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To demonstrate the successful treatment of laryngeal papillomatosis in a 32-month-old girl, using coblation (radio-frequency ablation) resection.
A 32-month-old girl was referred to the ENT out-patients clinic due to a hoarse cry and a very croaky voice since birth. Under general anaesthesia, fibre-optic airway endoscopy revealed a large papillomatous lesion involving the anterior glottis, which was reported as a laryngeal papilloma on histological analysis. This was later excised using an Evac 70Xtra wand. The patient made an uneventful post-operative recovery, and there were no signs of recurrence on repeated airway endoscopies at three and 18 months.
Coblation (radio-frequency ablation) is a promising surgical technique for the treatment of paediatric laryngeal papillomatosis. The main advantages of this technique include limited damage to underlying tissues and a bloodless field.
Symptomatic salivary stones in the middle or proximal parotid duct have previously been treated by gland excision, which is associated with a 3–7 per cent risk to the facial nerve. Minimally invasive approaches to the management of salivary duct calculi have been devised over the past decade. Fluoroscopically guided basket retrieval, lithotripsy and intra-oral stone removal under general anaesthesia have found favour with most surgeons. Endoscopically controlled intracorporeal shock wave lithotripsy using the pneumoblastic lithotripter has been replaced by electrohydraulic lithotripsy (used in sialolith treatment).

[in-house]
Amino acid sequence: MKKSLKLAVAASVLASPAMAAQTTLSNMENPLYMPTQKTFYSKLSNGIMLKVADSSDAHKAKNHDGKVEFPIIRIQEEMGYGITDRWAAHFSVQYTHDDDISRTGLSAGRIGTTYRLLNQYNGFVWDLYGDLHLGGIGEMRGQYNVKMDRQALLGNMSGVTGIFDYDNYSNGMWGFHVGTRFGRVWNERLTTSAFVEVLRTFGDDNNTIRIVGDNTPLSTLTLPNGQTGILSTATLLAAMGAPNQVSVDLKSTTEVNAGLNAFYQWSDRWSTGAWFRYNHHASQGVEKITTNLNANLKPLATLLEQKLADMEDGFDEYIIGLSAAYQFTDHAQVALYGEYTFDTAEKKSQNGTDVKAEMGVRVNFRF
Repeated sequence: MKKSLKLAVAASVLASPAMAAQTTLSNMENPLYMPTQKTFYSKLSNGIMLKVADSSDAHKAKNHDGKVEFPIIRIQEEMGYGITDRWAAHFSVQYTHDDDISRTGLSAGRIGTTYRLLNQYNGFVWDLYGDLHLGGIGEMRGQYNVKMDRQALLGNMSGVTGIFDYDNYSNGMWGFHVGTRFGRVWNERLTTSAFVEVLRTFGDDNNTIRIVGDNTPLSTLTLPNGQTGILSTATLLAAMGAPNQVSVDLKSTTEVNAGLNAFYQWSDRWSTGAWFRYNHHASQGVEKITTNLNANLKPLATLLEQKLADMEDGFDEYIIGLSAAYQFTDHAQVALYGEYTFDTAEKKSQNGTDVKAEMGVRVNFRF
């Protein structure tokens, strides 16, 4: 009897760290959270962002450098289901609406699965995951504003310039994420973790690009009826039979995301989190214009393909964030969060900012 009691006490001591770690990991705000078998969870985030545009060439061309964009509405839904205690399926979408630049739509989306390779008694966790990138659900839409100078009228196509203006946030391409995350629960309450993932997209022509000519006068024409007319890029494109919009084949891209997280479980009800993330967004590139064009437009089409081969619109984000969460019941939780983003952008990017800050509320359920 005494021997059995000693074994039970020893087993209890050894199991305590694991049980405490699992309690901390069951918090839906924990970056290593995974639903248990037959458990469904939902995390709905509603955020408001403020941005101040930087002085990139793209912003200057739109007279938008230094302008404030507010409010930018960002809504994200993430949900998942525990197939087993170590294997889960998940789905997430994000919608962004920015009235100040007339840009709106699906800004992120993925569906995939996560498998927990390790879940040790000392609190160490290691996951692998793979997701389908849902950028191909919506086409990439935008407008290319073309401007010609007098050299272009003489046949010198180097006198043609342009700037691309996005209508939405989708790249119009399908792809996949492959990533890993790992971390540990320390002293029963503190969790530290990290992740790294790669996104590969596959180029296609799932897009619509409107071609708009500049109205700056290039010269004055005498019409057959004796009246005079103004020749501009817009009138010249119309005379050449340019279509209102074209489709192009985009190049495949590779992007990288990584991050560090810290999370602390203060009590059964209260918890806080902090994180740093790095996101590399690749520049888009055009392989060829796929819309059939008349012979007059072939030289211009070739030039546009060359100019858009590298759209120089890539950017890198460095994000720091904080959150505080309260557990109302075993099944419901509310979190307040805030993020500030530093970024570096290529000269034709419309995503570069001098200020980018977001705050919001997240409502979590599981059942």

The electrokinetic lithotripter is normally used for the treatment of lower ureteric stones, and has the benefit of minimal concomitant tissue damage. We have extended its use to the treatment of parotid duct calculi. We present initial results for its use in the treatment of a proximal parotid duct stone.
Application of the shock wave to the stone under direct vision avoided injury to the duct or to any local structure. The patient made an uneventful recovery and was asymptomatic after 18 months' follow up.
Continuous, endoscopically monitored electrokinetic lithotripsy with good irrigation gives a well illuminated field and absolute delivery of energy to the target. It avoids the side effects caused by impact of the shock wave on the parotid duct and adjacent anatomical structures, thereby making it a safer procedure.
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